Products I use regularly in my skincare regime. Not pictured here: Body lotions, facial wash, cleansing oil, and my Clarisonic.
So in my post about my Korean skincare regime, I gave a general overview of I was doing, as well as general dos and don’ts. However, I neglected to mention what exactly each product within the regime does, which can be terribly confusing if you’re trying out the regime for the first time. (Bad me.) If you’re confused by all the many many products and names on the shelves (or even my list of products in the photograph’s caption), breathe. Here’s a breakdown on all of them.
BREAKING DOWN THE PRODUCTS:
- Cleansing oil – an essential step if you want to embark on the two-step cleansing regime. I much prefer using this than to use a makeup wipe; it’s so much gentler, and effective. I used to have raccoon eyes I’d have to scrub off with multiple sheets of makeup wipes, but I’ve never needed to since I started using a cleansing oil. Most people are scared off by the word ‘oil’ and think it’ll leave a gross residue on your face. A good cleansing oil actually emulsifies upon contact with water, and washes off easily, leaving no residue behind. To use, rub gently on the face with clean hands to break down your makeup, then wash off. Also, unlike soap it doesn’t unbalance your facial oil levels.
- Facial Wash – your cleansing oil gets rid of your makeup, but you still need a facial wash to clean off facial oils, blackheads and other gross things. It also gets rid of any makeup residue still on your face.
- Toner/Refiner – this is meant to rebalance the pH to your skin after all the cleansing you’ve done. Pick one that doesn’t contain alcohol (or ethanol, I notice innisfree attempting to get away with having alcohol in their toners by calling it ‘natural ethanol’), unless you want to dry your skin out excessively. Apply straight after your shower, while your skin is still slightly damp, preferably by massaging it gently into your skin with your hands.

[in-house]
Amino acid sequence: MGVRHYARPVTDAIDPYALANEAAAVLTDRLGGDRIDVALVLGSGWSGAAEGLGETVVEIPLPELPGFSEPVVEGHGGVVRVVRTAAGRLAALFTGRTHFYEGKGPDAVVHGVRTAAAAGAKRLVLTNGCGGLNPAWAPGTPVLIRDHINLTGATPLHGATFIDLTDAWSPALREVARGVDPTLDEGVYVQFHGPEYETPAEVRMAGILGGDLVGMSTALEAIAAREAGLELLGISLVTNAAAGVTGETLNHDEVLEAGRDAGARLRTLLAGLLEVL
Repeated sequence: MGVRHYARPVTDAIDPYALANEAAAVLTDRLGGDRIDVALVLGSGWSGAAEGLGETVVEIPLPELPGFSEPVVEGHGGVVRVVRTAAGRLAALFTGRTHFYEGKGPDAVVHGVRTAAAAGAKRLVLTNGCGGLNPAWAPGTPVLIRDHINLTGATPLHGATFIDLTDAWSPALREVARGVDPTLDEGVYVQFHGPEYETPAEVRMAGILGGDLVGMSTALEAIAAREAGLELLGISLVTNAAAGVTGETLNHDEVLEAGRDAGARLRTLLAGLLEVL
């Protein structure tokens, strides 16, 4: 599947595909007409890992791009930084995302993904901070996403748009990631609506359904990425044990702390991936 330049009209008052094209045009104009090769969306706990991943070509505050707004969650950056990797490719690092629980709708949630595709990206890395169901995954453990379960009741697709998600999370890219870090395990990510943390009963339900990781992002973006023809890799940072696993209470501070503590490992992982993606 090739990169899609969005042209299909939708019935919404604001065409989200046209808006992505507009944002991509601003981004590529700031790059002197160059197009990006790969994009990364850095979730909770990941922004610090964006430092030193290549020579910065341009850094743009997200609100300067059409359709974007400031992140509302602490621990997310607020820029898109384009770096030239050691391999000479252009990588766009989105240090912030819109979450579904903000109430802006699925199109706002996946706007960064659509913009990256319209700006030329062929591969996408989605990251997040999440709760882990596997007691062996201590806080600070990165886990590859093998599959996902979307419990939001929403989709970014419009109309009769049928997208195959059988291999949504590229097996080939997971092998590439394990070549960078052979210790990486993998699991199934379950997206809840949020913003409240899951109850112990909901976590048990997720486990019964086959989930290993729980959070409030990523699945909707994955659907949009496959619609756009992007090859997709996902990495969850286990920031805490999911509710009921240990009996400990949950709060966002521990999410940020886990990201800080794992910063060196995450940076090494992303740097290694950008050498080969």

- Emulsion – emulsions are like really lightweight creams. Some people use them to substitute for an actual moisturizer, but the staff at Laneige told me it’s meant to prep your skin for all the other products that come in after toning. If toners rebalance the pH to your skin, emulsions rebalance moisture levels, ensuring all the other products will be absorbed in properly.
- Essence – essences, serums and ampoules have smaller molecules than lotions so can penetrate your skin beyond surface level. They contain ingredients for specific purposes (think of these as vitamins for your skin). They work on moisturizing, whitening, repairing, pore control, anti-aging, etc. Essences are the most diluted form, and also the cheapest.
- Serum – slightly more expensive than essences, as they have a higher concentration of ingredients. They also tend to be less watery than essences.
- Ampoule – the most expensive, and with the highest concentration of ingredients. These are meant to penetrate your skin more quickly and deeply, and provide a faster results. Usually these are sold in little vials for one-time use as their ingredients are highly reactive and oxidize in the air. It’s recommended you apply this before other serums and essences.
- Eye Cream – the skin under your eye is a very delicate area, and eye creams are a thinner, richer solution to treat it to prevent wrinkles. There’s a lot of debate on whether or not eye creams are really necessary, or if it’s just an additional product the cosmetic industry tries to sell to you. Personally, it’s worked for me; I’ve been using a green tea seed eye cream from innisfree for its anti oxidant properties, and have noticed that the puffiness and discolouration in my under eye area has decreased. If you don’t have any problems in the area, just skip this step.